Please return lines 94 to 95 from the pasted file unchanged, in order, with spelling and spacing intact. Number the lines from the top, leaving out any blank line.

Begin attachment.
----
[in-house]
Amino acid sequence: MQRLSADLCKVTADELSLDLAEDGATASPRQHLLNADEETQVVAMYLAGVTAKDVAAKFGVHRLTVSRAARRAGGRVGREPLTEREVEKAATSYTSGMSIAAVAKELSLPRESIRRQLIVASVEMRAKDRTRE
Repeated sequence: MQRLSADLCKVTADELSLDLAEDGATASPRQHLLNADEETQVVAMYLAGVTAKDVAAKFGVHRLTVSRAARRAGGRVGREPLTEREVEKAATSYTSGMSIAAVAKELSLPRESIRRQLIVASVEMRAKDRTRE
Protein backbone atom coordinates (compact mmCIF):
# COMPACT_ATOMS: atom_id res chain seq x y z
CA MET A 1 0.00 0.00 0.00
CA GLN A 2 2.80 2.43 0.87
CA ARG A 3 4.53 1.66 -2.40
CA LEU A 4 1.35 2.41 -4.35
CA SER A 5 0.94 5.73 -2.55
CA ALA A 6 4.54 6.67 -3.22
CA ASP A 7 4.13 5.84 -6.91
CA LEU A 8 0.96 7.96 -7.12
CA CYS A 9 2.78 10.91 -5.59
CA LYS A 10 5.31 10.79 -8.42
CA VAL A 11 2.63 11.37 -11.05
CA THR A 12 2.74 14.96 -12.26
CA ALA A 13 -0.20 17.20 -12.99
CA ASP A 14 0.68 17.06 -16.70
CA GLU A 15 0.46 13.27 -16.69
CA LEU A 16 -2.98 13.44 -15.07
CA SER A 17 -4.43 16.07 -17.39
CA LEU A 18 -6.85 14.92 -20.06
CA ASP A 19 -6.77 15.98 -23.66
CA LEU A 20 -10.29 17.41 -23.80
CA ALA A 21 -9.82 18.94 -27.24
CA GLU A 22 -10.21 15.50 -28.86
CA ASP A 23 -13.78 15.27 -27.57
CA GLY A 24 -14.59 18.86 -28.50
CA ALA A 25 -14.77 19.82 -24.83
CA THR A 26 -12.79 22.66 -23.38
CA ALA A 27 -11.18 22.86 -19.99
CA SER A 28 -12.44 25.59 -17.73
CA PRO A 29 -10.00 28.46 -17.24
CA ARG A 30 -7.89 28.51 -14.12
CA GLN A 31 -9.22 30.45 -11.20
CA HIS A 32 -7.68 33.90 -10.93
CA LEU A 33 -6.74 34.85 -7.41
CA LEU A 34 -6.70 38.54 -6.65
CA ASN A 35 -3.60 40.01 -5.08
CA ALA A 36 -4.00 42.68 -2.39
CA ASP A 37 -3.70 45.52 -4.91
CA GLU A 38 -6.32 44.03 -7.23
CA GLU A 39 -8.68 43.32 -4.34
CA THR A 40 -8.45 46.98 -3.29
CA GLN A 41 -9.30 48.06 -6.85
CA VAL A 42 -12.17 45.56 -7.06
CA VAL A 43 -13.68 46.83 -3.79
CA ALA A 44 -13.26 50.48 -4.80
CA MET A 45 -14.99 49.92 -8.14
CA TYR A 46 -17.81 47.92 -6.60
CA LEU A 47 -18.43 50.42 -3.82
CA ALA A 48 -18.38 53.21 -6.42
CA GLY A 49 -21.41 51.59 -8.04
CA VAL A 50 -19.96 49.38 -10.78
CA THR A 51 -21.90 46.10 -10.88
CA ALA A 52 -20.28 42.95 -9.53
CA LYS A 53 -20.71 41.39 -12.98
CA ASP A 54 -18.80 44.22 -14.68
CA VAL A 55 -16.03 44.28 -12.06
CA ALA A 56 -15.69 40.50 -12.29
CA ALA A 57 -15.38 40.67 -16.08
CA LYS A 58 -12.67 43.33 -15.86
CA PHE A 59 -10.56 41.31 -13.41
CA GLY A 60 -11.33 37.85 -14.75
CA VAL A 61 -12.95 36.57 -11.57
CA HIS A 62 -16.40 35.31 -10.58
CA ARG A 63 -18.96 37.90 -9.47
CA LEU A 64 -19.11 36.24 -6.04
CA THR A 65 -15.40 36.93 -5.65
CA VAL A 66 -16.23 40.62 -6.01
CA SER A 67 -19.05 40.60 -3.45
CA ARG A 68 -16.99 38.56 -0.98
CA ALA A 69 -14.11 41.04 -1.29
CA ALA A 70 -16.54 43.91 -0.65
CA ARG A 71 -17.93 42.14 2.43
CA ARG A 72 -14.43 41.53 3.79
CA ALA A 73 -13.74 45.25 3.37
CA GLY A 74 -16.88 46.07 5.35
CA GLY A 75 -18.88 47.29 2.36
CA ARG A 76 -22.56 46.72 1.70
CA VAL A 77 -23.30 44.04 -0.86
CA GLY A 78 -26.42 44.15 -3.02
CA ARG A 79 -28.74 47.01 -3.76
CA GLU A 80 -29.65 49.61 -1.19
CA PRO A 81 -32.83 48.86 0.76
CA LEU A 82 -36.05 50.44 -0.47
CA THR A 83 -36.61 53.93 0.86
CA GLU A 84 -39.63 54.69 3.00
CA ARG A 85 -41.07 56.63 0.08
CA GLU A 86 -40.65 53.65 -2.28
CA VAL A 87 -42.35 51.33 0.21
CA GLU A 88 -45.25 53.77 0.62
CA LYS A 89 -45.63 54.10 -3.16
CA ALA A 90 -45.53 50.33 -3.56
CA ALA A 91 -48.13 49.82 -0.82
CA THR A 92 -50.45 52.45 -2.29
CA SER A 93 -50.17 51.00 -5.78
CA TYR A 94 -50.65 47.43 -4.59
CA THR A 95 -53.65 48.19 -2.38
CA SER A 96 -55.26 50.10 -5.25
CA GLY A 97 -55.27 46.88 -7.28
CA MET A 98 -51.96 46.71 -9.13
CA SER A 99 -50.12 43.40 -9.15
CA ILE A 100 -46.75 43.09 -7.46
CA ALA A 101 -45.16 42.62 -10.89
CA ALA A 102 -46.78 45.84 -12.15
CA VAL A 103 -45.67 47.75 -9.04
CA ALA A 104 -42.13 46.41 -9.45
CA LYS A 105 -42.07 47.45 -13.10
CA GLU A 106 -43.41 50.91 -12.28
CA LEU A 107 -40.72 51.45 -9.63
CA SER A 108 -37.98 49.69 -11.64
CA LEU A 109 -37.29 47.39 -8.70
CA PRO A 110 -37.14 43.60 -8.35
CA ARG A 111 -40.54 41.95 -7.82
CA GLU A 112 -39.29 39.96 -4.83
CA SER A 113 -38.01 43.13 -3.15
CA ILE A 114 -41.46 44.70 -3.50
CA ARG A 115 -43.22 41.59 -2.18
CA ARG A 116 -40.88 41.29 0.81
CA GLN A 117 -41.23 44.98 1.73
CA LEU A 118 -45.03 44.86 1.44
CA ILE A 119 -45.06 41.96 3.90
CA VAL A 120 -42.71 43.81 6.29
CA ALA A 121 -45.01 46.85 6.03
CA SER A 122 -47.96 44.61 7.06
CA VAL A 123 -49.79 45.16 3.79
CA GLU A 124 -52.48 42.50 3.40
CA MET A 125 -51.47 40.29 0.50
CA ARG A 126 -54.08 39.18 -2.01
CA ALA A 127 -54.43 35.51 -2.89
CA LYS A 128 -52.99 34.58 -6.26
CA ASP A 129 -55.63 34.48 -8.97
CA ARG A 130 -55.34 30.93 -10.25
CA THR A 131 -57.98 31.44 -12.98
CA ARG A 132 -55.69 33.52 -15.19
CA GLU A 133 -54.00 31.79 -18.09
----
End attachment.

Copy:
CA LYS A 89 -45.63 54.10 -3.16
CA ALA A 90 -45.53 50.33 -3.56